Now the crops have been harvested we could go out after rabbits. John, Alan and I have been lamping the rabbits on Cobbs Wood Farm and Rectory Farm before the fields are ploughed up ready for next year’s crop. Hopefully we will reduce the rabbit population to an acceptable level. We use .22 rimfire rifles with silencers and in an evening normally manage to get 20 or so rabbits. Of late I have also taken out quite a few staff from Wimpole too and so there have been plenty of rabbit dishes on the menu in various households. When we can’t lamp the rabbits anymore (when the fields are ploughed) it’ll be back to ferreting them out.
No idea what the forestry team did on Friday except that they had to deliver a load of firewood for the re-enactors attending Wimpole at War at the weekend. Oh and the display in the Chapel had to be refreshed requiring another trip to the Octagon to get more rushes and reed.
The book conservators have been working in the Hall for two years repairing and conserving some of the rare books in the Library. These had got wet due to a leak in the roof so were in need of urgent attention to stop them decaying. Instead of working on the books in private it was decided to allow the public to see what they were doing and to talk to them and this seems to have been a great success. Along the way the book conservators came across some quite interesting books from my point of view- it was nice to see those books associated with farming and, to be truthful, you can learn a lot from the way farmers farmed all those years ago. However, sometimes some very odd things turn up and, in the book about horse hoeing, there was a bit about toads in cabbages and how some people seem to have lost their lives because of them- intriguing to say the least! (See photo and click on it to enlarge it so that you can read it.)
This book had some excellent plates which interested me. The horse implements were good, so were the fans that were used to winnow and dress the grains, but what I liked most was the turnip as, some years back, I found out that the surname Damant had a heraldic shield and… guess what? It had a
whopping great big turnip on it. What on earth does a turnip signify?
From the Britannica Concise Encyclopedia:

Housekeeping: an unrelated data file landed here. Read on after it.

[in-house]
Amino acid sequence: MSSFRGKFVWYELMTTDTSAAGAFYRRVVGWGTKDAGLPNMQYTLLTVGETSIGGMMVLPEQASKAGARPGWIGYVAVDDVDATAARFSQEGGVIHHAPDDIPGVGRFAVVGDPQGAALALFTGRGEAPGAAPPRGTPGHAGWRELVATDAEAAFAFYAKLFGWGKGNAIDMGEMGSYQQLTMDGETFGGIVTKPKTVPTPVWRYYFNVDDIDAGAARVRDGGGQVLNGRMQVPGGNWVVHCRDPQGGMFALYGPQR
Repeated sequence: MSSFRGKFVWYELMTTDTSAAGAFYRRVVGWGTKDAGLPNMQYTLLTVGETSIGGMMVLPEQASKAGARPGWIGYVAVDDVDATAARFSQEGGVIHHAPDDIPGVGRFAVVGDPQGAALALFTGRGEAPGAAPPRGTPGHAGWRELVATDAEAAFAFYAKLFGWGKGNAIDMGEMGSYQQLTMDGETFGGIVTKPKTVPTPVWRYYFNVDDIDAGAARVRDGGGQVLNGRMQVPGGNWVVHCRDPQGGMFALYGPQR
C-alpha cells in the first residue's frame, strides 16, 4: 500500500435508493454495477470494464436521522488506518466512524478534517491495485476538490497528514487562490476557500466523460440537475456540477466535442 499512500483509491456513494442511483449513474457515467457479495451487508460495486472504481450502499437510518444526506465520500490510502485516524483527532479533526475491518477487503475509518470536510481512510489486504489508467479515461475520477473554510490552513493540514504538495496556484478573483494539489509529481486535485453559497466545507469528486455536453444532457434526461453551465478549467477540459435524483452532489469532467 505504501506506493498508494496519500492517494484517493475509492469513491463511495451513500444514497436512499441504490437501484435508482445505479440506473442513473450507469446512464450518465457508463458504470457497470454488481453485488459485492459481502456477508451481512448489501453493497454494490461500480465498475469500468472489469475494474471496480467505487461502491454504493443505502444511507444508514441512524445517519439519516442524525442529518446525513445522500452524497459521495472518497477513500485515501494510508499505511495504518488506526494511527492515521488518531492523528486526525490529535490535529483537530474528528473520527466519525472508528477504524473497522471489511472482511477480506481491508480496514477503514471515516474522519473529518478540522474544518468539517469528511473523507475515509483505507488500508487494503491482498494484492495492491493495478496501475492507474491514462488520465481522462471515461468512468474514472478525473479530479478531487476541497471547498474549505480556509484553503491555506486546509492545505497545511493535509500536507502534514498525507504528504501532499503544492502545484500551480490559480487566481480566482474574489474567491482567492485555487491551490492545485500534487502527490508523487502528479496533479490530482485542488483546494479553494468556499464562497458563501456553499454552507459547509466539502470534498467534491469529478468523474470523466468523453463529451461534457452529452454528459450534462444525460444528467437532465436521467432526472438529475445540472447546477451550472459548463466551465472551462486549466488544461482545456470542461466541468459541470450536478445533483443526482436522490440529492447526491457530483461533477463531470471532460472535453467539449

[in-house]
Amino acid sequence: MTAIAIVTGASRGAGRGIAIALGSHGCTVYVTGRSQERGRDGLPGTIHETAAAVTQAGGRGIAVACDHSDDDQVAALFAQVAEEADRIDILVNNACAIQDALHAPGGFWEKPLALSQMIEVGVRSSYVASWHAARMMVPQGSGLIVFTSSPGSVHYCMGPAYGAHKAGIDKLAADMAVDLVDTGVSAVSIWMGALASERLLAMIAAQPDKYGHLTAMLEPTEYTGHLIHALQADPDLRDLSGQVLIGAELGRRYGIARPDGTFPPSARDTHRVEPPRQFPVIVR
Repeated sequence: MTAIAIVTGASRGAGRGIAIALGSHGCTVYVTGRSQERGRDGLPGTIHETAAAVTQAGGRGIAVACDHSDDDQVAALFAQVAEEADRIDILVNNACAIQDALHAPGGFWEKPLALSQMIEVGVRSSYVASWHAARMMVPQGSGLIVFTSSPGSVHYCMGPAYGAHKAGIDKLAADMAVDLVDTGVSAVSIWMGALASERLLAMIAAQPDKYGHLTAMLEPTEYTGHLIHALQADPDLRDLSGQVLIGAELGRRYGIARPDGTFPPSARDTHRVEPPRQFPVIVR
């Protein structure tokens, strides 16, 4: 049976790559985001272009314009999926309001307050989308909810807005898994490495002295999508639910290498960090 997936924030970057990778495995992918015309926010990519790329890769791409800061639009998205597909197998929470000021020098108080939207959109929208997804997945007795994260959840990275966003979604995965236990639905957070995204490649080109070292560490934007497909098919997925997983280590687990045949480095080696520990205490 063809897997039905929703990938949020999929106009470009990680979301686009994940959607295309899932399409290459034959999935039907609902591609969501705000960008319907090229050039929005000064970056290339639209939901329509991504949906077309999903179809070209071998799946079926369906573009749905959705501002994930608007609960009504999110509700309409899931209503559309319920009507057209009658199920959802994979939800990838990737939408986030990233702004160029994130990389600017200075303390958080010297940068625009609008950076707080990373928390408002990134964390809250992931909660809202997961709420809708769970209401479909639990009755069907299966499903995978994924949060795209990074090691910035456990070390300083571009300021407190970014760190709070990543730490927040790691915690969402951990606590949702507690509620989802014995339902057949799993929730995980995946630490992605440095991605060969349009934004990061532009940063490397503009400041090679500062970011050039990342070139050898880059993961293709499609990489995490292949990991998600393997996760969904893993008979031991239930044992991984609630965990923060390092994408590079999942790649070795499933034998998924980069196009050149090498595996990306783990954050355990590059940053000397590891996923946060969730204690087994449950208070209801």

“Hardy biennial plant in the mustard family, cultivated for its fleshy roots and tender leaves. There are two species, the turnip proper (Brassica rapa) and the Swedish turnip, or rutabaga. The true turnip probably originated in middle and eastern Asia and spread by cultivation throughout the temperate zone. Both species are cool-season crops. Turnips develop rapidly enough to have an early-spring or late-summer seeding produce a crop before, respectively, extremes of summer or late-fall weather occur”.
There was another farming book and, to our surprise, it had been Rudyard Kipling’s book so Elsie Bambridge (his daughter) had it put into the Hall library many years back. There was a smutty section but not what you are thinking!!!!!!!!! It’s about a fungus that can be found on wheat and rye. It basically infects the seed and turns it into a package of smut spores. Before seed treatment it was a major problem and, when harvesting, clouds of black dust would flood the air. In itself smut doesn’t kill you but it has a very pungent, fishy smell and, in the days when seed dressing was crude, the smut grains would get included into the good grain used to make flour. This made the bread taste and smell of fish and apparently, to disguise the taste, people added ginger and so that is the origin of gingerbread!
Also in this book were some more plates- these two seemed to me most interesting. One is showing brick making and the other is mostly concerned about bees. In fact the rather ornate hive is made from straw (usually oats or rye).